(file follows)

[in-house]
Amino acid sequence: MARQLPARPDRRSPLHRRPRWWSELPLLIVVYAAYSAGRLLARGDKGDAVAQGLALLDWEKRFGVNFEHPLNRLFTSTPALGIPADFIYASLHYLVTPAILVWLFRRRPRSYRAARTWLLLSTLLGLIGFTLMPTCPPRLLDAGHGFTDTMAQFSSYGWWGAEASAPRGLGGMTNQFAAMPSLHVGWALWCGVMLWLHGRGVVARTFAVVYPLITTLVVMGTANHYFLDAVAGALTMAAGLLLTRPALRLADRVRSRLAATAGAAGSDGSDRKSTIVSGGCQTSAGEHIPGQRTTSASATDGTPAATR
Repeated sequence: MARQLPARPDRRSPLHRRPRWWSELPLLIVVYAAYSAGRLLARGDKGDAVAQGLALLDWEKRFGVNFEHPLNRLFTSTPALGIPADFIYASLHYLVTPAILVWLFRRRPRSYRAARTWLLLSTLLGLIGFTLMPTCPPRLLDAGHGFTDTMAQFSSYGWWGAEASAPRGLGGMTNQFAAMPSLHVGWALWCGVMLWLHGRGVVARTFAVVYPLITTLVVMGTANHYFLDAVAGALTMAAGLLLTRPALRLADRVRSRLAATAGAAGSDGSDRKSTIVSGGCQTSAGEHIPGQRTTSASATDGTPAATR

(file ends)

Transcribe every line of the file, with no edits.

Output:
[in-house]
Amino acid sequence: MARQLPARPDRRSPLHRRPRWWSELPLLIVVYAAYSAGRLLARGDKGDAVAQGLALLDWEKRFGVNFEHPLNRLFTSTPALGIPADFIYASLHYLVTPAILVWLFRRRPRSYRAARTWLLLSTLLGLIGFTLMPTCPPRLLDAGHGFTDTMAQFSSYGWWGAEASAPRGLGGMTNQFAAMPSLHVGWALWCGVMLWLHGRGVVARTFAVVYPLITTLVVMGTANHYFLDAVAGALTMAAGLLLTRPALRLADRVRSRLAATAGAAGSDGSDRKSTIVSGGCQTSAGEHIPGQRTTSASATDGTPAATR
Repeated sequence: MARQLPARPDRRSPLHRRPRWWSELPLLIVVYAAYSAGRLLARGDKGDAVAQGLALLDWEKRFGVNFEHPLNRLFTSTPALGIPADFIYASLHYLVTPAILVWLFRRRPRSYRAARTWLLLSTLLGLIGFTLMPTCPPRLLDAGHGFTDTMAQFSSYGWWGAEASAPRGLGGMTNQFAAMPSLHVGWALWCGVMLWLHGRGVVARTFAVVYPLITTLVVMGTANHYFLDAVAGALTMAAGLLLTRPALRLADRVRSRLAATAGAAGSDGSDRKSTIVSGGCQTSAGEHIPGQRTTSASATDGTPAATR